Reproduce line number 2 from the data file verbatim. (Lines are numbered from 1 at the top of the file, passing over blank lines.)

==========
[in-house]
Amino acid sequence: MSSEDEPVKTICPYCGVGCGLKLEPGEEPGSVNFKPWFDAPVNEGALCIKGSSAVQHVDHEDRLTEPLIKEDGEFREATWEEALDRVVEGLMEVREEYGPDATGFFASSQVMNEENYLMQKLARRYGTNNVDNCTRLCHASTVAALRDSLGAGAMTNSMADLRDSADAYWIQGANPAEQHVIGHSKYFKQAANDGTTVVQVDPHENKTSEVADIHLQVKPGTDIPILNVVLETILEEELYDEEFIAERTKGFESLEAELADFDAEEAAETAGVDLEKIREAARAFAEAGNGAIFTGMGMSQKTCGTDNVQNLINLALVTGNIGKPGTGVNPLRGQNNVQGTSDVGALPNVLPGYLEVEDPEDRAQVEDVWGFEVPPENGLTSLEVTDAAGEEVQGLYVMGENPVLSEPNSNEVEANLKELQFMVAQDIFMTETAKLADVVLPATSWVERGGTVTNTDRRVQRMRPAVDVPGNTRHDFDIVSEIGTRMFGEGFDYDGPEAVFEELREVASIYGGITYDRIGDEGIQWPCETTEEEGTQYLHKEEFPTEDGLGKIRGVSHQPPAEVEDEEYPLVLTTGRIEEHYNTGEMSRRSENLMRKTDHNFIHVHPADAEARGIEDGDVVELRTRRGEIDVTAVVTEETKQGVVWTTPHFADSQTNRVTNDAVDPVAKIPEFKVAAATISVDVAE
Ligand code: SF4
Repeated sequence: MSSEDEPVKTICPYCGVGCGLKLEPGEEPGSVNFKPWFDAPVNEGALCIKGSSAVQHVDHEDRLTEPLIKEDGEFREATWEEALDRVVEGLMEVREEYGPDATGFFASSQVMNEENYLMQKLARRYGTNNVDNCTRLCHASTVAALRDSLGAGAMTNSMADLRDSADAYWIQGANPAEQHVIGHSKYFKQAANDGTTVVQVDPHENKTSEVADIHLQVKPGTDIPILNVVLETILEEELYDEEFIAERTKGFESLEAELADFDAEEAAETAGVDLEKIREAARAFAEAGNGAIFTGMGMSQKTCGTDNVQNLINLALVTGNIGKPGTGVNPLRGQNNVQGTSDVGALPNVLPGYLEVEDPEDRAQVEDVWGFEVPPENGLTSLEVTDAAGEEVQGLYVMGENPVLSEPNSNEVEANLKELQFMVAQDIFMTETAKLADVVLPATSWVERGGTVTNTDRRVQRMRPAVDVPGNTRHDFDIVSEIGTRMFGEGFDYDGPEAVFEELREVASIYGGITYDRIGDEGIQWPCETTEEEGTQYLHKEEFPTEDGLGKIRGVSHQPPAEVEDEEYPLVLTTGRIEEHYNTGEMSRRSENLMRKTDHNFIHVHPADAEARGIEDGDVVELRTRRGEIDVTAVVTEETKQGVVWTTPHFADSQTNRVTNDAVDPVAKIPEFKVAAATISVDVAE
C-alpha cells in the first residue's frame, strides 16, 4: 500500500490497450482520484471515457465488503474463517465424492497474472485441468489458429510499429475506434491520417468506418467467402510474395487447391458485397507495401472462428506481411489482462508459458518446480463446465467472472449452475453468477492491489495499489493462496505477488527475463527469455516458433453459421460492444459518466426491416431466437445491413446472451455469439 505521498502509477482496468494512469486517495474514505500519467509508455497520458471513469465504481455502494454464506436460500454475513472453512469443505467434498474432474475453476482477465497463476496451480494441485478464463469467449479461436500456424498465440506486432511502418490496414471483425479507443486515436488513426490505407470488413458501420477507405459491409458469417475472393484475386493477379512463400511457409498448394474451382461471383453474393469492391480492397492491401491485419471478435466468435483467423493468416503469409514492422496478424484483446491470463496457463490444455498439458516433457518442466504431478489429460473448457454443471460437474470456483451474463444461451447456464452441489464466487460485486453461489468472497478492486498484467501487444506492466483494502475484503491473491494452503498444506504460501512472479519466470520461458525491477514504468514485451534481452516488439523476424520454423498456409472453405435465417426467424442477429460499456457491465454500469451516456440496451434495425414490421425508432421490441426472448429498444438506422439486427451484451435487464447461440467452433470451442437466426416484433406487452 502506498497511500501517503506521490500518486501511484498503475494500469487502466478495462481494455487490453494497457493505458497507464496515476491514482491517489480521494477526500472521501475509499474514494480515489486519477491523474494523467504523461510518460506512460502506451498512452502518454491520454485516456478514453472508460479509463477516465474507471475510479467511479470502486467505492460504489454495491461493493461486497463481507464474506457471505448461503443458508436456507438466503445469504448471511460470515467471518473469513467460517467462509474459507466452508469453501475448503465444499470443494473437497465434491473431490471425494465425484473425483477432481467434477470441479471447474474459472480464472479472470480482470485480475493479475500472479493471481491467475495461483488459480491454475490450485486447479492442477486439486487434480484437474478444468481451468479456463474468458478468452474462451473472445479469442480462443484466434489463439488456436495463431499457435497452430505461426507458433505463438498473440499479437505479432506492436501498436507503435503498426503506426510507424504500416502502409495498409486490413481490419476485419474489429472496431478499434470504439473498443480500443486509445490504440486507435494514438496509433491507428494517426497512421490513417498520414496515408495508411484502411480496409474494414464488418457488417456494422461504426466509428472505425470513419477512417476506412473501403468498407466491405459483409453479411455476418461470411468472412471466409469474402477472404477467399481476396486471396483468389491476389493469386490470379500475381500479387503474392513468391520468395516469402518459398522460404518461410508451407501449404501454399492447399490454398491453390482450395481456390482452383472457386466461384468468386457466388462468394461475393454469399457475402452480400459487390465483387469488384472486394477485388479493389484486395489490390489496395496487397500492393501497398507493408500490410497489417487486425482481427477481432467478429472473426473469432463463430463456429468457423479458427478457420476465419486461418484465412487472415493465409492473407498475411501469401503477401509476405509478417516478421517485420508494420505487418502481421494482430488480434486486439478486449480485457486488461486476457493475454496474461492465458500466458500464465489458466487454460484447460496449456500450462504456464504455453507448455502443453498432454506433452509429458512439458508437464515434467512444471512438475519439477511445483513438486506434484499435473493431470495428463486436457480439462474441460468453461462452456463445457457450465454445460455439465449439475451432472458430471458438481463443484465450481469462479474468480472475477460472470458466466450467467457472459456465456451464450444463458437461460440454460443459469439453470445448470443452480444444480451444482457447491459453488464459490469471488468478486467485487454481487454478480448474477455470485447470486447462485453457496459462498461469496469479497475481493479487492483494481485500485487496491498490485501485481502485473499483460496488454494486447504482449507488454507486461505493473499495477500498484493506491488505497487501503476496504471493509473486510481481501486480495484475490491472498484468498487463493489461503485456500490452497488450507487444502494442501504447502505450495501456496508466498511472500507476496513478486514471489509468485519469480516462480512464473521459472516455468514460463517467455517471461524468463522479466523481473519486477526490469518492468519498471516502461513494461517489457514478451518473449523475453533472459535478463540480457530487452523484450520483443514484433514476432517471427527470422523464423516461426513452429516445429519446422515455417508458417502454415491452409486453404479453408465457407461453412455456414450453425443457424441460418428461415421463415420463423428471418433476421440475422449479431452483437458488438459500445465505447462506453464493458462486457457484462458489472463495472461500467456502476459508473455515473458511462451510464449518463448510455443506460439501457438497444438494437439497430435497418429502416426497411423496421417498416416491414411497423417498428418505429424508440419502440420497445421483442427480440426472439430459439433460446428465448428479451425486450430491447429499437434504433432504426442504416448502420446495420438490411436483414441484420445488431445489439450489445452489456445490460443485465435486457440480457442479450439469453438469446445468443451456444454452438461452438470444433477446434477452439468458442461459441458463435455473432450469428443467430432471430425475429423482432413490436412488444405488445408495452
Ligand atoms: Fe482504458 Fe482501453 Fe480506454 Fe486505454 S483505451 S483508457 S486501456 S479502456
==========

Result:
Amino acid sequence: MSSEDEPVKTICPYCGVGCGLKLEPGEEPGSVNFKPWFDAPVNEGALCIKGSSAVQHVDHEDRLTEPLIKEDGEFREATWEEALDRVVEGLMEVREEYGPDATGFFASSQVMNEENYLMQKLARRYGTNNVDNCTRLCHASTVAALRDSLGAGAMTNSMADLRDSADAYWIQGANPAEQHVIGHSKYFKQAANDGTTVVQVDPHENKTSEVADIHLQVKPGTDIPILNVVLETILEEELYDEEFIAERTKGFESLEAELADFDAEEAAETAGVDLEKIREAARAFAEAGNGAIFTGMGMSQKTCGTDNVQNLINLALVTGNIGKPGTGVNPLRGQNNVQGTSDVGALPNVLPGYLEVEDPEDRAQVEDVWGFEVPPENGLTSLEVTDAAGEEVQGLYVMGENPVLSEPNSNEVEANLKELQFMVAQDIFMTETAKLADVVLPATSWVERGGTVTNTDRRVQRMRPAVDVPGNTRHDFDIVSEIGTRMFGEGFDYDGPEAVFEELREVASIYGGITYDRIGDEGIQWPCETTEEEGTQYLHKEEFPTEDGLGKIRGVSHQPPAEVEDEEYPLVLTTGRIEEHYNTGEMSRRSENLMRKTDHNFIHVHPADAEARGIEDGDVVELRTRRGEIDVTAVVTEETKQGVVWTTPHFADSQTNRVTNDAVDPVAKIPEFKVAAATISVDVAE